Over the last decade, hibernating-bat populations in Vermont have declined significantly due to the fungal disease known as White-nose Syndrome. Come learn about Vermont's nine species of bats, what the Vermont Fish and Wildlife Department is doing to conserve and recovery this suite of species, and how you can manage your woodlands and property to enhance bat habitat.
Alyssa Bennett is the Small Mammals Biologist for the Vermont Fish and Wildlife Department, where she works mainly on the conservation and recovery of Vermont’s bats. She has a BA in ethology from Hampshire College and a MS in behavioral neuroendocrinology from Smith College. Her varied science background has taken her from natural history museums and zoos to remote field sites and classrooms of all ages.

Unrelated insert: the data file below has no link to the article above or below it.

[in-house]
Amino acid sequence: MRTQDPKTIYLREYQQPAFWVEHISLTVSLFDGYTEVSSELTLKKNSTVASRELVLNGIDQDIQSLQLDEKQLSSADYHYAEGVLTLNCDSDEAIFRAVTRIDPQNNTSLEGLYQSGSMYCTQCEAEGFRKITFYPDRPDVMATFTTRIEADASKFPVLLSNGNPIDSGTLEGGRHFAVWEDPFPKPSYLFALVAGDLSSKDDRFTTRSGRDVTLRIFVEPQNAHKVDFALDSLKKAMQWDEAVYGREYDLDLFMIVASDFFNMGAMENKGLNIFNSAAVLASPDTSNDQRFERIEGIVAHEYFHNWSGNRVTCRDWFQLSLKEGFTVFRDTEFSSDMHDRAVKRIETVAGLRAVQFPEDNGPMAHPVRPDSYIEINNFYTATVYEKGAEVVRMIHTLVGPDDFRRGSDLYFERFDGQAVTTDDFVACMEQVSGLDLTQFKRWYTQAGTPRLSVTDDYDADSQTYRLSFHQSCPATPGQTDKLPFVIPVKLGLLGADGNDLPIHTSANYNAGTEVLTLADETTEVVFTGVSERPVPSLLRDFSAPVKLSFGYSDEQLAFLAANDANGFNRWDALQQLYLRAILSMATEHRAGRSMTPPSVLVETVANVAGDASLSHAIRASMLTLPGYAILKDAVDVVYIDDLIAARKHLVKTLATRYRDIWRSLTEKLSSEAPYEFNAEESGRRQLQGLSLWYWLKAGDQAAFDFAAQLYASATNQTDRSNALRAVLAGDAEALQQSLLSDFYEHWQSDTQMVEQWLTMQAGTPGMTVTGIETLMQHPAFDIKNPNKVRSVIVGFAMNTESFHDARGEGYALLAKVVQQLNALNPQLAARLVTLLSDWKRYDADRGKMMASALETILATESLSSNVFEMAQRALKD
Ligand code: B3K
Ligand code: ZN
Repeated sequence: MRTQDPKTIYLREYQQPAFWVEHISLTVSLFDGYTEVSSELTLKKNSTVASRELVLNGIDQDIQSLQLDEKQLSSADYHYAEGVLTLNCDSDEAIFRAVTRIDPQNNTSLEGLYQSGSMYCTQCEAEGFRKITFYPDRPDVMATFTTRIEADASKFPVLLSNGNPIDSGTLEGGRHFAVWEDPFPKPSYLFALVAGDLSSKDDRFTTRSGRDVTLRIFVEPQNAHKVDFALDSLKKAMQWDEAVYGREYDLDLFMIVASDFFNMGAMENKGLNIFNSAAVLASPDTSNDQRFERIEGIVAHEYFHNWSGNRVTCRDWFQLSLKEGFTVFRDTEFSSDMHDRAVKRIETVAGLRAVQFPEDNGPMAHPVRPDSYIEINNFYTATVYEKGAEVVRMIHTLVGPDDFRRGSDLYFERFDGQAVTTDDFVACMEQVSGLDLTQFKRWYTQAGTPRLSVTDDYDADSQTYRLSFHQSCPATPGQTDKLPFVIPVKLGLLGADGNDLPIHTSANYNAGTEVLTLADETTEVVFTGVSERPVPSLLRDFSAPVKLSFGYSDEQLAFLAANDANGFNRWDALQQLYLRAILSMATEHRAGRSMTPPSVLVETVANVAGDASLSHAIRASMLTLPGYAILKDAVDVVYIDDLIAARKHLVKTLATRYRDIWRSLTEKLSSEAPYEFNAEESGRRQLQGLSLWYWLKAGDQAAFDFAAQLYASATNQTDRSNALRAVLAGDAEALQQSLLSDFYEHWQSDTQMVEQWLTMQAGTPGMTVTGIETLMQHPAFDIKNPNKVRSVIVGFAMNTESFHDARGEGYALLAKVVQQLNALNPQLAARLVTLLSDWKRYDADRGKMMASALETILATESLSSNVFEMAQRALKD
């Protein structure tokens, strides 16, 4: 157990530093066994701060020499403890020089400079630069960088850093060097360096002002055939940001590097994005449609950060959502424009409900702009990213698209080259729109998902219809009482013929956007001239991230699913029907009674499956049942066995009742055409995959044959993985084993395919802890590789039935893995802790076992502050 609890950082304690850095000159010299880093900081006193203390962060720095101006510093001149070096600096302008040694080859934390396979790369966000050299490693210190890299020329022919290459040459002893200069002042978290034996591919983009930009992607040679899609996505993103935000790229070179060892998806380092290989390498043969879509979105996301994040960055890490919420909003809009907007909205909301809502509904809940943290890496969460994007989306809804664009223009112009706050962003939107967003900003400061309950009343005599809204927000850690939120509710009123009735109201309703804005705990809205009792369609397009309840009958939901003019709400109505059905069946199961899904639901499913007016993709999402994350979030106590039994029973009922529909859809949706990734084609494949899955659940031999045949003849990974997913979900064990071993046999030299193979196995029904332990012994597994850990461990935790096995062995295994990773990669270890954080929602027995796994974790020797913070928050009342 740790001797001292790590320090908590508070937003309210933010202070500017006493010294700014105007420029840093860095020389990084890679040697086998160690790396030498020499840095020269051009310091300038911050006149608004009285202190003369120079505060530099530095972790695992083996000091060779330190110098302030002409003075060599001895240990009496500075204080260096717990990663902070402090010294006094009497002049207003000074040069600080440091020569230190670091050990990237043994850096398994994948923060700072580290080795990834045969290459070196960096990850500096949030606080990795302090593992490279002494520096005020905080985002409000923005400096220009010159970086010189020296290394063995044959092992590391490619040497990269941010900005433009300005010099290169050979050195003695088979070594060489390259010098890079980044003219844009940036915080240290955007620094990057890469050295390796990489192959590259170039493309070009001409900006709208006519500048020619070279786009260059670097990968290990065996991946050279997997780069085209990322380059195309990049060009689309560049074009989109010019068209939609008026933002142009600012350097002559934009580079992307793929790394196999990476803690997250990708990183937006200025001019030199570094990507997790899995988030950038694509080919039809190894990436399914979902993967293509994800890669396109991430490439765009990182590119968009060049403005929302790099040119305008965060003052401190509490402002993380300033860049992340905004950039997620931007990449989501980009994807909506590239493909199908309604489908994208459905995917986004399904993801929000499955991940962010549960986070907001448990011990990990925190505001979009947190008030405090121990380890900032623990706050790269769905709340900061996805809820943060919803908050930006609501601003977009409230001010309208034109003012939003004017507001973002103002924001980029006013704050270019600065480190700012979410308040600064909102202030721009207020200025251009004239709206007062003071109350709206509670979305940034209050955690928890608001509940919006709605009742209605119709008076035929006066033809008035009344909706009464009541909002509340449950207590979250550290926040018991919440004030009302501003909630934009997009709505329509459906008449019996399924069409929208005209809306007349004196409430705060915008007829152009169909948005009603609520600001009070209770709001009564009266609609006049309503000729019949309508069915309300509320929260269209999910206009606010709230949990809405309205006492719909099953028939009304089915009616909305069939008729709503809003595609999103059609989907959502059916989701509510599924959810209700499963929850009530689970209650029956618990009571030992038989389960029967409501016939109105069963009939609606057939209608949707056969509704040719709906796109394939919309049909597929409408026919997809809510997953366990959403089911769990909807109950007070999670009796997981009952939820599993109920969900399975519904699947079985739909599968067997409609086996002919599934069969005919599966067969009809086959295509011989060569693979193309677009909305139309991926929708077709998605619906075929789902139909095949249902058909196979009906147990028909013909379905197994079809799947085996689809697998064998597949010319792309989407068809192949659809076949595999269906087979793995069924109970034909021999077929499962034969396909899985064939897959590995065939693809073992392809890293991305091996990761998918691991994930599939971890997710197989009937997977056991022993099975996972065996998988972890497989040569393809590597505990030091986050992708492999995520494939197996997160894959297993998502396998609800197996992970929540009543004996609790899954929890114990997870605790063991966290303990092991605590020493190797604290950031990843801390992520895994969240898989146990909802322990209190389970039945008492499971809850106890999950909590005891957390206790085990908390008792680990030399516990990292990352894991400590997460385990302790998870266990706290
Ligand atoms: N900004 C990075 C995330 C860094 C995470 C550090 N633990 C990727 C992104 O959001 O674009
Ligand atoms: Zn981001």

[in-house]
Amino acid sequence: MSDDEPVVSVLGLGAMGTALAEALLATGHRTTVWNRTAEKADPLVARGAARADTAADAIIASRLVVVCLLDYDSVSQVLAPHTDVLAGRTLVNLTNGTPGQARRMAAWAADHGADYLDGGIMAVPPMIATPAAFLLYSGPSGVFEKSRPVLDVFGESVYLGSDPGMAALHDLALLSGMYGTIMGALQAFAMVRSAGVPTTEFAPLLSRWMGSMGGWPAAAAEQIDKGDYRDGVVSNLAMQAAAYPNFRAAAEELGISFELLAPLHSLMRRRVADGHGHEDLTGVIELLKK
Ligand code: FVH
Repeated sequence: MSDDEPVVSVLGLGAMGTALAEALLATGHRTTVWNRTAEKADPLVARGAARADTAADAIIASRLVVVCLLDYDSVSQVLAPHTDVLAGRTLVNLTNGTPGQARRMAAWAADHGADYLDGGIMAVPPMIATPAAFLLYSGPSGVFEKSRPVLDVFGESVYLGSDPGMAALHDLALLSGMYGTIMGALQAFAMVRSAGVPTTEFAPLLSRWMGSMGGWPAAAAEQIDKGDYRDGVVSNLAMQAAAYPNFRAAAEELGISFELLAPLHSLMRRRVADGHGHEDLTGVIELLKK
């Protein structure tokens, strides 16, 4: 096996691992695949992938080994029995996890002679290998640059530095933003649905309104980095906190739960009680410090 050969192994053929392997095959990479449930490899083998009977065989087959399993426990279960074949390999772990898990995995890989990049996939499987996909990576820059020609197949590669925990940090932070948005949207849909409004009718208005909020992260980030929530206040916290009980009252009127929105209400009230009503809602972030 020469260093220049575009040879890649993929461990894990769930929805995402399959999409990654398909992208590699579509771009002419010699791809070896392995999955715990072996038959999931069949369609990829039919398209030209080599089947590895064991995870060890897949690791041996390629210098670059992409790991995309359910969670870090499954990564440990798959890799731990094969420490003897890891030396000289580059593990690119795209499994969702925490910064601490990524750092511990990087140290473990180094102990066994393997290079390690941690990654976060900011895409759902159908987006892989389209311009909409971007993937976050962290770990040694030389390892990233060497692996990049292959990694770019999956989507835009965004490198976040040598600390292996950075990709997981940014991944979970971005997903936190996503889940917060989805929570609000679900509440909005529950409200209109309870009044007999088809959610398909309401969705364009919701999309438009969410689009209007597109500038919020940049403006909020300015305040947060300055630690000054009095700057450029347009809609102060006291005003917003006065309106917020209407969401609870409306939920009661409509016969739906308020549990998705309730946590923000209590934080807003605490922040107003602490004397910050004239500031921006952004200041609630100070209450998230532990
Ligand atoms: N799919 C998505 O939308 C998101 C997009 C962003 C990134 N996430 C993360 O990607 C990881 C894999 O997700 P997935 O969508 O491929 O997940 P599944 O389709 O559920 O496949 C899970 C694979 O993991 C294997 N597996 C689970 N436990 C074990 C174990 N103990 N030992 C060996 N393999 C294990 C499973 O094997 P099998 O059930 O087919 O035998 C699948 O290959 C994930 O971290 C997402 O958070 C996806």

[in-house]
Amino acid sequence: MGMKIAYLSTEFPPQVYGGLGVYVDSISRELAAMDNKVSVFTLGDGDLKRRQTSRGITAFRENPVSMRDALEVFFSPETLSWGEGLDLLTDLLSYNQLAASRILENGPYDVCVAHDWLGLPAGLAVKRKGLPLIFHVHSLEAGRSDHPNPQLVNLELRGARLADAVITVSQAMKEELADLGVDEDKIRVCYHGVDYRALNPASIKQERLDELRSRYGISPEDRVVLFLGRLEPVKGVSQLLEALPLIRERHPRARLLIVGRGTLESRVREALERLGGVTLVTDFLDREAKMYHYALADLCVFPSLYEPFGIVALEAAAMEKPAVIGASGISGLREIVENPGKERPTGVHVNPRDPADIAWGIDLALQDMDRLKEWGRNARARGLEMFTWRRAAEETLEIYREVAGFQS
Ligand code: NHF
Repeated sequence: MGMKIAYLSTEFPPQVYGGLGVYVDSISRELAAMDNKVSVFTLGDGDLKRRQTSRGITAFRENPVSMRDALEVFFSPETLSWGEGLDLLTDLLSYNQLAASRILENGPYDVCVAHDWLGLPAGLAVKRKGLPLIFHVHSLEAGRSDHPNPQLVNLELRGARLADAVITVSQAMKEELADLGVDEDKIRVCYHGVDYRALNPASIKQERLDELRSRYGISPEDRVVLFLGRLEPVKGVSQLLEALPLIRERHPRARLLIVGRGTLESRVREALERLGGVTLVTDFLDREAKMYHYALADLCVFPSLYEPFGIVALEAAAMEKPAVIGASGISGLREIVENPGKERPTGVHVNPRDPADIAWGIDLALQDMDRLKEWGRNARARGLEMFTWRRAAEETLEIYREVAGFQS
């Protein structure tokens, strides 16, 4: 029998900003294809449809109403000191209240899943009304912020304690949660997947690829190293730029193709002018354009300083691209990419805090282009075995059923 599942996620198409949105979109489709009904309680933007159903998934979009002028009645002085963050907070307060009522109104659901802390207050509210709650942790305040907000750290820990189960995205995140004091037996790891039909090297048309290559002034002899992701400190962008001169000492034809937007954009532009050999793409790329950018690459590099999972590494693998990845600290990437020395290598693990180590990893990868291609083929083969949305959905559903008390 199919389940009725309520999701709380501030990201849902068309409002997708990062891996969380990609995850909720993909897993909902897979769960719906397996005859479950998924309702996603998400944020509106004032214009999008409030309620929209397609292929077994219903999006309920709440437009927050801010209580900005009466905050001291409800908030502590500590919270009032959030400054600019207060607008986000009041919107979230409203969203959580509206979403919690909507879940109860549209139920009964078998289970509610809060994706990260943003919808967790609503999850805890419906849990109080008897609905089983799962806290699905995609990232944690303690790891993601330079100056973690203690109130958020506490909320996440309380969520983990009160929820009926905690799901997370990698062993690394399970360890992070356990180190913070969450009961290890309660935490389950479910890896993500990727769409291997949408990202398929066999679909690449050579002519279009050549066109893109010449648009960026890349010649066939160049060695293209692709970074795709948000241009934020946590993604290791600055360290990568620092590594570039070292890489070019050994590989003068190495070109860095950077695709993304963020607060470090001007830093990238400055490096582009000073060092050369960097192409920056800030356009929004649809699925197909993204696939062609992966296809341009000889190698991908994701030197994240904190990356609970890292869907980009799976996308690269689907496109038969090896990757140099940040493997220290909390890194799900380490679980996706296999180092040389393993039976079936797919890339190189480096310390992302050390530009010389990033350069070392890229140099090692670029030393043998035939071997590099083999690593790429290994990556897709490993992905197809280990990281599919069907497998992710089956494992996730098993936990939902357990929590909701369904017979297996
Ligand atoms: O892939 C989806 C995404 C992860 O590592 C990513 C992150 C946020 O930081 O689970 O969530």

For Further Info: White-nose Syndrome decimated Vermont’s hibernating bats between 2008 and 2010 and the disease continues to be a threat to the remaining population. But there is hope. The drastic 90% decline has slowed and some individual bats have survived multiple years despite being exposed to the disease. The Vermont Fish and Wildlife Department (VFWD) is a leader in bat conservation by collaborating on research into this disease and other important bat conservation issues with researchers from around the globe and right here in New England. This presentation will highlight some of the research projects the VFWD has been involved in and how citizen scientists have made some of this work possible. In addition, the audience will learn about the best bat house designs and locations for attracting bats, as well as how to manage forests to provide roost trees, clean water, and foraging areas for many species of bats.